Delaware plans to send four Notice of Intent to Sue letters to the U.S. Environmental Protection Agency regarding air pollution that comes into Delaware from other states.
The letters, as required by the federal Clean Air Act, inform the EPA that the Delaware Department of Justice – acting on behalf of the Department of Natural Resources and Environmental Control – will file suit against EPA for its failure to require power plants in Pennsylvania and West Virginia to reduce air pollution that significantly affects the quality of the air that Delawareans breathe.
Delaware had previously petitioned for relief.
“The Clean Air Act entitles Delaware to relief from upwind pollution and the remedy we are seeking is reasonable and within EPA’s authority and responsibility to grant,” said Gov. John Carney. “Delawareans deserve clean air, but our air quality is significantly impacted by pollution traveling downwind from other states. We are simply asking that the EPA require these power plants that pollute Delaware’s air to run their existing pollution control equipment when the plants are in operation.”
Four petitions filed between July and November 2016 by DNREC under Section 126 of the federal Clean Air Act, sought to have EPA require certain power plant units in upwind states to use their air pollution controls to reduce emissions.
Ground-level ozone, or smog, has been one of Delaware’s biggest pollution problems. More than 90 percent of the ozone in Delaware originates from emissions in upwind states, according to a release.
The release did not mention pollution from vehicles that travel along the I-95 corridor. The state has taken steps that included a new toll plaza that reduced pollution-causing back-ups.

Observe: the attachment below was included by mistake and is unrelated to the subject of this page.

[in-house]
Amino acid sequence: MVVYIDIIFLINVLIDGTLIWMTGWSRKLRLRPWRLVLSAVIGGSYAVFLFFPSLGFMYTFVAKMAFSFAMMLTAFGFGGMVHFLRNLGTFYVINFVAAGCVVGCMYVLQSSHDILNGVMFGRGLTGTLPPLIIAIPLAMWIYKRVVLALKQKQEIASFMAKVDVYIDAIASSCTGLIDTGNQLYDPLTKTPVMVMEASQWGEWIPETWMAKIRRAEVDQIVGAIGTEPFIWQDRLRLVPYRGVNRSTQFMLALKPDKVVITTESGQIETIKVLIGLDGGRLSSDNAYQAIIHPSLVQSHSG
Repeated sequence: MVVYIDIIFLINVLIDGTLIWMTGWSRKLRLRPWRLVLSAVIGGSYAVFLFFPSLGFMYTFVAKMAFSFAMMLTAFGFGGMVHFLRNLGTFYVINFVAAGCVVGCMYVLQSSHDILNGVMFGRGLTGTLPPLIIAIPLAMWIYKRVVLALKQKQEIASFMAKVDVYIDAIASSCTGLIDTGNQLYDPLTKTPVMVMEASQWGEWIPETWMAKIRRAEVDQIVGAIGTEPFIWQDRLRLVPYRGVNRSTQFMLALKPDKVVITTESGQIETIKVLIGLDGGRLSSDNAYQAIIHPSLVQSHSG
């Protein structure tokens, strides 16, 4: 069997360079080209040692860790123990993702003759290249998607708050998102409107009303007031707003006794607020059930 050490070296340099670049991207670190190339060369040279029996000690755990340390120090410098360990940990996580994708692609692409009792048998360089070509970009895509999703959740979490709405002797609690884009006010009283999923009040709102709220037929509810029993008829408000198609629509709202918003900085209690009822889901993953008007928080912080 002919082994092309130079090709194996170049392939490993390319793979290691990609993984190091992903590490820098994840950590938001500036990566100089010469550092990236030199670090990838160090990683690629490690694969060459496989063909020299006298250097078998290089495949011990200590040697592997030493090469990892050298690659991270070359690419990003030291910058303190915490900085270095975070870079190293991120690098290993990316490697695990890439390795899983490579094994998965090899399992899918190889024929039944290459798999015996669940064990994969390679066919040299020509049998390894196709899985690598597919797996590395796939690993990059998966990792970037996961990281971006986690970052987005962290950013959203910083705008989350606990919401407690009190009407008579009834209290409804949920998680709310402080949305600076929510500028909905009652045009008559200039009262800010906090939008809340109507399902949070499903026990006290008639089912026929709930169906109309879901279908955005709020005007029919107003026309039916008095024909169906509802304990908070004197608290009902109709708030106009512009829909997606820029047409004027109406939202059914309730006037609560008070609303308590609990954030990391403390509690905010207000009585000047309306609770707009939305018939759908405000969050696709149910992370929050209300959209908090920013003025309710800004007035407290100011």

While, Delaware has made progress on improving air quality in recent years, emissions from out-of-state power plants continue to prevent Delaware from attaining and maintaining federal health-based air quality standards, the state contends. The state is down to one coal-fired power unit at Indian River near Millsboro, after generators were shut down or converted to other fuels over the past decade or so at Indian River, Edgemoor and Dover.
Some of the gains have also been due to the closing of both of the state’s auto plants and its lone steel mill in the past decade.
“The Department has pursued – and will continue to pursue – voluntary and collaborative efforts with partner states to ensure upwind power plants meet the same stringent standards which Delaware is required to meet,” said Shawn Garvin, secretary of the Delaware Department of Natural Resources and Environmental Control. “It is now time for EPA to hold upwind sources accountable for ozone emissions that are impacting downwind states.”
Garvin served as the director of the region of the EPA that includes Delaware prior to the Trump Administration.
The effort is likely to be futile, given the pro-coal stance of the Trump Administration and Environmental Protection Agency chief Scott Pruitt. Coal-rich Pennsylvania and West Virginia are often cited as the source of downwind power plant pollution.